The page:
At the same time that I have been reading John Boughton’s new book, A History of Council Housing in 100 Estates, I have been visiting estates across the Diocese marvelling at the variety of architectural style and location of our Southwark estates.

Jonathan Roberts, St Michael and All Angels, Camberwell, is vicar of a parish that boasts almost a mini-history of council estates within its own borders. And equipped with his deep knowledge of the history of social housing he took me on a tour of the parish.

St Michael’s parish lacks the cottage estates of St Helier, Downham and Eltham, but includes virtually other type of council housing familiar to Londoners including the high rises blocks that people most think of when they hear mention of urban estates.

There was one high rise design that the GLC repeated over again in the mid 1960s. There are pairs of these distinctive blocks in Battersea, Clapham, and Rotherhithe, but Camberwell hits the jackpot with a magnificent array of five blocks, still popular with local residents, according to Jonathan, although now including many privately rented tenants (a growing phenomenon on our Southwark estates).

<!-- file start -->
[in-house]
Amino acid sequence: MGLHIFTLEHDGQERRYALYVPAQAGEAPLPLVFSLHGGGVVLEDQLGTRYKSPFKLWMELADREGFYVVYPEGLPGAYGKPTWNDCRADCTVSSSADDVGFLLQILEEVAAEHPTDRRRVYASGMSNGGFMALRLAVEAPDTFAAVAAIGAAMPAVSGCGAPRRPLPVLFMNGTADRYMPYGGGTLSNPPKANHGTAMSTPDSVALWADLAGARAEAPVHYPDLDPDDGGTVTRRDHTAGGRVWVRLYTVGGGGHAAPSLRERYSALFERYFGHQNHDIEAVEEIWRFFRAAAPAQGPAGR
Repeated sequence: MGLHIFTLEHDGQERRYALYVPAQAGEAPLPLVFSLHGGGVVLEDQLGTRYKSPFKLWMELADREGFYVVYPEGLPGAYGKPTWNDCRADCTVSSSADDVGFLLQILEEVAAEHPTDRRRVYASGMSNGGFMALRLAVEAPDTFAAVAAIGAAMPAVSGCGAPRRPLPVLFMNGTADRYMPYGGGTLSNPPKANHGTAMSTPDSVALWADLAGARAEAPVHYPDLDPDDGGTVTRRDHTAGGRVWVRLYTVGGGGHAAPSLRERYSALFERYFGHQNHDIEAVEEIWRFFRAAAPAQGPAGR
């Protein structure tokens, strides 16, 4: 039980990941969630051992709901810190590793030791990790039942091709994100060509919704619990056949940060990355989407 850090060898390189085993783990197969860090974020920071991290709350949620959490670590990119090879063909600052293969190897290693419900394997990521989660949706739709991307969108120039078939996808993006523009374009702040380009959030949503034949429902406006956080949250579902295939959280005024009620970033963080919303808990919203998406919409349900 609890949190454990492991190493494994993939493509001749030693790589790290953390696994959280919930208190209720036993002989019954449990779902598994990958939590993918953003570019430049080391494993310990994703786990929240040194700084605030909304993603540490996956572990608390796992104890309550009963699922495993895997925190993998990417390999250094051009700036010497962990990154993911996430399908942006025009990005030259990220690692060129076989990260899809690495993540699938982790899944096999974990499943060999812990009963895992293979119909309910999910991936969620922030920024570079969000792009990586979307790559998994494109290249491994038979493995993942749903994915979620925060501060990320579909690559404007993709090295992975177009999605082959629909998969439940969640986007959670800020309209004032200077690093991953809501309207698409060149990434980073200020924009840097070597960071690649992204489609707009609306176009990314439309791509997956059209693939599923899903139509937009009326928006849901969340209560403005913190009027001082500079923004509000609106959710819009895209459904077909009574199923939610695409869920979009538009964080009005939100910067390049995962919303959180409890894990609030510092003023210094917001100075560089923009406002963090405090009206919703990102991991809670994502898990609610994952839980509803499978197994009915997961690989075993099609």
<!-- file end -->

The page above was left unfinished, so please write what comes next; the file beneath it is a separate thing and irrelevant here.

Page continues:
Also represented in Camberwell are these pre-war blocks, again in a design that was replicated in many parts of London including (at least to my knowledge) Battersea, Wandsworth, Clapham and Bermondsey.

At the more brutalist end of the spectrum is this monster on Walworth Road:

As the tide began to turn against high rise, St Michael’s parish reflects new approaches to social housing including estates of town houses and low-rise blocks of flats with attractive landscaping.

Social housing is still being built – in small quantities – but the largest developments today are by private developers, aimed at the wealthier end of the market. This new development in Jonathan’s parish is typical of these:

So, what does an estate look like? Well, as I found on my tour of Camberwell, some of our estates share similarities, whether social, cultural or architectural. Many have their unique features. But all of them have one thing in common: people. People, with the stories and connections that make up communities. And it’s in these communities, and among these people, that we have an opportunity to serve. Thank God for all the estates of our Diocese, for those who live there, and those that serve there. May God’s love and grace be shared there.

Come back soon for the next blog post about some of the projects taking place on estates in the Diocese at the present time.